And it gave me the boost I needed to give it a try myself.  And wow bags are so fun to make.  They are much more involved then they look, so many pieces, that all need to have interfacing and batting.  Lovely hardware makes the bags for sure, but also ads up.  It is not a cheap hobby ahhaha.  It makes girls dresses look easy ahahaha.  Check out her bags, and blog

Carla's Creations 

My Hexi Tree
Carla, of Carla's creations, impressed me with her precision, and stunning fabric choices.  Once I saw all her adorable hexi's I had to give them a try.  Now I'm hooked, I find it relaxing, and something I can do while watching the kids play, or on road trips.

Her patchwork is always spot on, I'm always amazed at how prolific she is as well, she is a machine and really whips those lovely items out. 

Check out her blog  and Half Dozen Daily (aka Carla's Creations) and her FIRST ever PDF pattern.  Here's my affiliate link to her Ruffled Wristlet PDF


Thread Riding Hood 

rocking her super hero cape
I started reading Sherri's blog when I was first starting out.  She had a few simple and cute tutorials, one for a fat quarter skirt, and a cape!!! Ohh how my daughter loved her superhero cape.  She made sewing seem so fun, and easy.  It was always enjoyable to see her love for sewing, and outfits her daughters.

She has lots of great freebies and tutorials for fun projects.  I made these as teacher gifts last year, she even includes the printables.

I finally got to meet her at the Creativ Festival when she was presenting, for Janome.  I was surprised when she went through her trunk show, and I saw how many of her tutorials I had tried myself over the years.  Ohh and she's just as fun in person as she is online! 

Noodle Head

Thanks to the tutorial from Noodlehead, I learned how to do zippers, and have a lovely lined zipper pouch.  These were my frist ever zipper pouches.  I always check out her site, to see what patterns are available.  Open Wide Zippered Pouch Tutorial.


Her Gathered Clutch tutorial is very well written and easy to follow.  It leaves you with a lovely little clutch, or you can add a wrist-strap.  I made a few of these for teacher gifts as well.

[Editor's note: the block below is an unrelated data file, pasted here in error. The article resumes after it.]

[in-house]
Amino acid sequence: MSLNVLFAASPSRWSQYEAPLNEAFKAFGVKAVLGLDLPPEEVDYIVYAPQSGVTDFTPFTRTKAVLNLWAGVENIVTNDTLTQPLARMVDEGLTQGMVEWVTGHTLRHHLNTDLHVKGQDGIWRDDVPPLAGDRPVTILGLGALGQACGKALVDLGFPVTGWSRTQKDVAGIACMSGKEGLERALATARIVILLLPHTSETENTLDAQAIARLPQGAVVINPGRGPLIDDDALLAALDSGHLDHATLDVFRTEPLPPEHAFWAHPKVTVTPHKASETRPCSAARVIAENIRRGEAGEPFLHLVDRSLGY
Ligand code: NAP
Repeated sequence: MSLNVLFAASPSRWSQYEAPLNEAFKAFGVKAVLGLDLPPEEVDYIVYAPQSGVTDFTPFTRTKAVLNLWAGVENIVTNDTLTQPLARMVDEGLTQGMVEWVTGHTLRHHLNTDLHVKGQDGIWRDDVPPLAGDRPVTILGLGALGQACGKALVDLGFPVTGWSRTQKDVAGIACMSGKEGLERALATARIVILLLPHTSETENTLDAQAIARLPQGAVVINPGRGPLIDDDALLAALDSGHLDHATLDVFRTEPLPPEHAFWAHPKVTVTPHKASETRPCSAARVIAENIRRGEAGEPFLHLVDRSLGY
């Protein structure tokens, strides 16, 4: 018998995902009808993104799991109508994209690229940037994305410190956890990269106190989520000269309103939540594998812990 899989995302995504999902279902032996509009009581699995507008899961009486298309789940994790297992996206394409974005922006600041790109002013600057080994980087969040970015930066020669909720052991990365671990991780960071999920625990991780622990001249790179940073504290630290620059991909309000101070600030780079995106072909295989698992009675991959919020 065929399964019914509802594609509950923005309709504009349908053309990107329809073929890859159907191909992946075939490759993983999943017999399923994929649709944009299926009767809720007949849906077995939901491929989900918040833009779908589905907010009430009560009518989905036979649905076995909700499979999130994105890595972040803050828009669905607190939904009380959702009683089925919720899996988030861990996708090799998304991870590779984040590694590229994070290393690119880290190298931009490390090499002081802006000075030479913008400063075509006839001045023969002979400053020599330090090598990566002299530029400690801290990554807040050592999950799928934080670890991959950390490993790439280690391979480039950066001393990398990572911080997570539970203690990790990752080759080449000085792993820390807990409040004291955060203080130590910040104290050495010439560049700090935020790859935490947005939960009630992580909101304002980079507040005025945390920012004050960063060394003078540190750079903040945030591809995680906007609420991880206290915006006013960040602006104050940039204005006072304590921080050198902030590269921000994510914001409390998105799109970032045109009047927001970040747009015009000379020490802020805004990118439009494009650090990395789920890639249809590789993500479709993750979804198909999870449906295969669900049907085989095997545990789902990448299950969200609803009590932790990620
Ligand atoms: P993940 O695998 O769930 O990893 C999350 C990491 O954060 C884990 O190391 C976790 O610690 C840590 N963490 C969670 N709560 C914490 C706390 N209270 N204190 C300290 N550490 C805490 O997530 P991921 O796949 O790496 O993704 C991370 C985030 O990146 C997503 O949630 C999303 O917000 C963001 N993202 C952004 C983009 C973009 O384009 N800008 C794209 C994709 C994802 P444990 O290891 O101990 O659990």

My mystery box

I'm also working on my own version of her Fabric Berry basket  
Mine is larger and specifically designed to hold something.....but I'll blog about that once I'm finished.  

Fairy Bra Maker

Beverly of Bra Maker's supply is a world renowned instructor and pattern designer for bra's, and other lingerie.  I have read through her blog, and learned so very much. I decided to give bra making a try after struggling for years to find affordable, comfortable supportive bras.  Her Craftsy classes are amazing, she has a great selection of fabrics and findings as well.  If you're lucky enough to live near Hamilton Ontario, go check out her store in person. If you're super lucky Beverly will be in the shop and fit you herself, so you get the perfect fit.  She even fits the wires to you....I was amazed.
So if you're interested in giving bra making a go, check out her blog, and website.  Then head on over and check out her Craftsy class.  Here's my affiliate link Craftsy Bra Making, sewing and construction.

Please take the time to check out these blogs, you can also follow these ladies on FB and IG.  Please leave me a comment and let me know about the blogs you follow, that inspire you.

Saturday, May 28, 2016

Behind the Threads.